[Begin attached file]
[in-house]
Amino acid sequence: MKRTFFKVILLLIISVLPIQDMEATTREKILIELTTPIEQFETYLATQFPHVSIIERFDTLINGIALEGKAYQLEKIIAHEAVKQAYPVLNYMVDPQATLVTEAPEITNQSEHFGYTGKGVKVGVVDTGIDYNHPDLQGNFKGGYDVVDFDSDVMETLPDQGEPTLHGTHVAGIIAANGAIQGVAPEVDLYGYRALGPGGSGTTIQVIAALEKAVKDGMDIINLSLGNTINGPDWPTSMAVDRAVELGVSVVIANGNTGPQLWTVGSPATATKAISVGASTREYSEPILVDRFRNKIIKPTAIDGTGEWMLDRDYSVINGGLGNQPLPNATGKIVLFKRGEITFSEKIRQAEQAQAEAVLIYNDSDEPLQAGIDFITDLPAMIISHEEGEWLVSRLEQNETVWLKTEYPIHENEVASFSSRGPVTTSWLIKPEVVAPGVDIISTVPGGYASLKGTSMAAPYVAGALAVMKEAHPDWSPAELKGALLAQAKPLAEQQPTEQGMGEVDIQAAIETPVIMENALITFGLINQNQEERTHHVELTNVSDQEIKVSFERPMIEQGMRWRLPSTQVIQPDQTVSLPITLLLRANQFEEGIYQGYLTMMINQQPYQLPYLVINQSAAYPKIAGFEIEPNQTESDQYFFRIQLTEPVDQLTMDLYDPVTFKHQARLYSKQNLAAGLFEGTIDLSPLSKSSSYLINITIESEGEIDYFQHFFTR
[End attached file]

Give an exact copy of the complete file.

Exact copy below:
[in-house]
Amino acid sequence: MKRTFFKVILLLIISVLPIQDMEATTREKILIELTTPIEQFETYLATQFPHVSIIERFDTLINGIALEGKAYQLEKIIAHEAVKQAYPVLNYMVDPQATLVTEAPEITNQSEHFGYTGKGVKVGVVDTGIDYNHPDLQGNFKGGYDVVDFDSDVMETLPDQGEPTLHGTHVAGIIAANGAIQGVAPEVDLYGYRALGPGGSGTTIQVIAALEKAVKDGMDIINLSLGNTINGPDWPTSMAVDRAVELGVSVVIANGNTGPQLWTVGSPATATKAISVGASTREYSEPILVDRFRNKIIKPTAIDGTGEWMLDRDYSVINGGLGNQPLPNATGKIVLFKRGEITFSEKIRQAEQAQAEAVLIYNDSDEPLQAGIDFITDLPAMIISHEEGEWLVSRLEQNETVWLKTEYPIHENEVASFSSRGPVTTSWLIKPEVVAPGVDIISTVPGGYASLKGTSMAAPYVAGALAVMKEAHPDWSPAELKGALLAQAKPLAEQQPTEQGMGEVDIQAAIETPVIMENALITFGLINQNQEERTHHVELTNVSDQEIKVSFERPMIEQGMRWRLPSTQVIQPDQTVSLPITLLLRANQFEEGIYQGYLTMMINQQPYQLPYLVINQSAAYPKIAGFEIEPNQTESDQYFFRIQLTEPVDQLTMDLYDPVTFKHQARLYSKQNLAAGLFEGTIDLSPLSKSSSYLINITIESEGEIDYFQHFFTR